The foundry is primarily occupied with the casting of sculptures and figures in bronze and other metals.
Sculpturel constructions in bronze plates.
Restoration of sculptures and maintenance of our cultural heritage.
The bronze foundry, “Broncestøberiet”, employs 10 craftsmen, who are all highly professional specialists in their various techniques; stucco workers, chasers and bronze founders, whose expertise has been built on many years of working with the company.
The special casting technique, Cire-perdue (“lost wax”), is used for casting in bronze and other metals.
The policy of the foundry is, and always has been, that the workshops be open work areas.
When casting in bronze and other metals the Cire-perdue/Lost wax technique is used.
The advantage of this technique is that there are basically no limitations, in terms of size or complexity, for the projects which Broncestøberiet can engage in. So far now the largest work is 56 sq. m. casted surface and 108 sq. m. construction in bronze plates.
Nor are there limitations regarding the choice of material used for the model or artwork, to be casted. For example: clay, plaster, wax, plasticine, wood, polyester, stone, bone, paper, and so on.
Models in inflammable or partly inflammable materials we cast directly.
Sculptor Hein Heinsen – Photo: Hein Heinsen
Broncestøberiet has 2 fully equipped mobile work stations with truck-mounted cranes which give us the capacity to work on site without having to move the sculptures.
Many sculptors follow their works through the whole process, and the production of the sculptures takes place in close dialogue between the artists/clients and the craftsmen at the foundry.
The artists can also work on their sculptures at the foundry.
They often come to the foundry to review, retouch and sign their wax models, just as they also have the possibility of doing the finishing/chasing on their newly cast sculptures, either alone or in co-operation with a chaser.
Patination of the finished bronze casting takes place in a similar close communication between Broncestøberiet’s craftsmen and the artist.
- Broncestøberiet’s Areas of Production:
- Moulding in silicone and plaster.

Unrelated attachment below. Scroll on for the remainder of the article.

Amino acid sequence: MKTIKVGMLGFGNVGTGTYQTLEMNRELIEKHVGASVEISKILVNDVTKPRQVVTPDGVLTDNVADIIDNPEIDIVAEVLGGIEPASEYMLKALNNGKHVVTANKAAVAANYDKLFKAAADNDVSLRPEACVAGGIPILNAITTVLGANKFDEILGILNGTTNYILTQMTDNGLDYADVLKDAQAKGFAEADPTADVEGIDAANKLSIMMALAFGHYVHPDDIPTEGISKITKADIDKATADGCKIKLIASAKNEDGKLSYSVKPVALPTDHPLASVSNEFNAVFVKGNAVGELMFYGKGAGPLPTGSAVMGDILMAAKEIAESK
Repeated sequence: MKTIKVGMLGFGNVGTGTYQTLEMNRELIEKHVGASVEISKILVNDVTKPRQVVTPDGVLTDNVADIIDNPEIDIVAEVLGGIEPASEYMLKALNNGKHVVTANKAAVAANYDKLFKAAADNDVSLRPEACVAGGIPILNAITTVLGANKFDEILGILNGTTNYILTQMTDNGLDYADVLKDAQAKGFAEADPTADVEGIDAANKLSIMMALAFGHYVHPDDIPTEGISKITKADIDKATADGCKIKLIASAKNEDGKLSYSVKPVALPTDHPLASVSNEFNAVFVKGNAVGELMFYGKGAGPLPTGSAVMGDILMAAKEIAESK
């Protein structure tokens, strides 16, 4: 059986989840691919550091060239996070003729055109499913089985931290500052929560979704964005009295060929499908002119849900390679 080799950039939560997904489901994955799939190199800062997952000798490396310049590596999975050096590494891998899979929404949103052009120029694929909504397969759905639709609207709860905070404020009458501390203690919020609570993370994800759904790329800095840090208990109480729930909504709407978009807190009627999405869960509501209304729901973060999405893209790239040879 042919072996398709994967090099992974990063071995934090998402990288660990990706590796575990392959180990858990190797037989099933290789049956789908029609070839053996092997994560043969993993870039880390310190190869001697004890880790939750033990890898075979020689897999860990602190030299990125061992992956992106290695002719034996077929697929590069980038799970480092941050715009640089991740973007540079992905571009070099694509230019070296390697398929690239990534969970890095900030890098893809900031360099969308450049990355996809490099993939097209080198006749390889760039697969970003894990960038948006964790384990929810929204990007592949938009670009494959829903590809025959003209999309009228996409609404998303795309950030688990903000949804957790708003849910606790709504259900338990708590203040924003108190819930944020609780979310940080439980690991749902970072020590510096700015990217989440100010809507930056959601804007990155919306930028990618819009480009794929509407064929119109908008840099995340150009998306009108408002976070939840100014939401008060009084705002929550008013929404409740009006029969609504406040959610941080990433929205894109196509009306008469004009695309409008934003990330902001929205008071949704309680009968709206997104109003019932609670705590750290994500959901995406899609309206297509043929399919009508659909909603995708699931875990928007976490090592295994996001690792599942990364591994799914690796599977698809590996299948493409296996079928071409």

- Casting of sculptures and figures in bronce and other metals.
- Casting of sculptures and figures in plaster.
- Casting in cement.
- Construction of sculptures in bronze plates.
- Construction of architectonical elements.
- Restoration projects: reparation, cleaning, patination.
- Maintenance of existing sculptures.
- Model production based on sketches/drawings.
- Enlargement/reduction models of existing sculptures.
- Bronce plaques with inscriptions.
If the model or artwork is too large or fragile to be transported to the foundry, the stucco craftsmen
manufacture the silicone mould at the artist’s studio. This mould is then brought to the foundry for the next phases of the process.
Broncestøberiet gives advice and guidance in technical solutions concerning, for example, reinforcement, attachment to plinths, foundations, protection against theft and so on.
Broncestøberiet frequently works with other parties in connection with a casting project. Through the years we have established a good network of smitheries, stone masons, gild works, engravers, sculpture consultants, engineers, architects, conservators and others, and we can help with establishing the necessary contacts.
Broncestøberiet has official environmental certification, and recycles a great quantity of materials in the work processes and additionally, endeavours to utilise the most environment-friendly materials at all times.
The foundry continuously carries out trials with new materials, in order to improve the quality, both of the work situation and of the finished sculptures.
Museums, and both domestic and foreign foundries, are also included among our project partners.
The foundry always gives non-obligation prices based on photographs, drawings or sketches with the specified measurements, before work is commenced.
The oldest discovered traces of the Cire-perdue method date back to 4000 BC, in Mesopotamia, which makes Cire-perdue the oldest known casting technique.
In a Danish historical perspective, Cire-perdue has been used as far back as the Bronze Age. “The Lures”, “The Sun Chariot”, “The Golden Horns”, weapons and ornaments have all been cast using Cire-perdue.
A fascinating idea indeed that, in spite of new materials and production technology, the basic casting principle is still as applicable and invaluable, some 6000 years after its earliest known origin.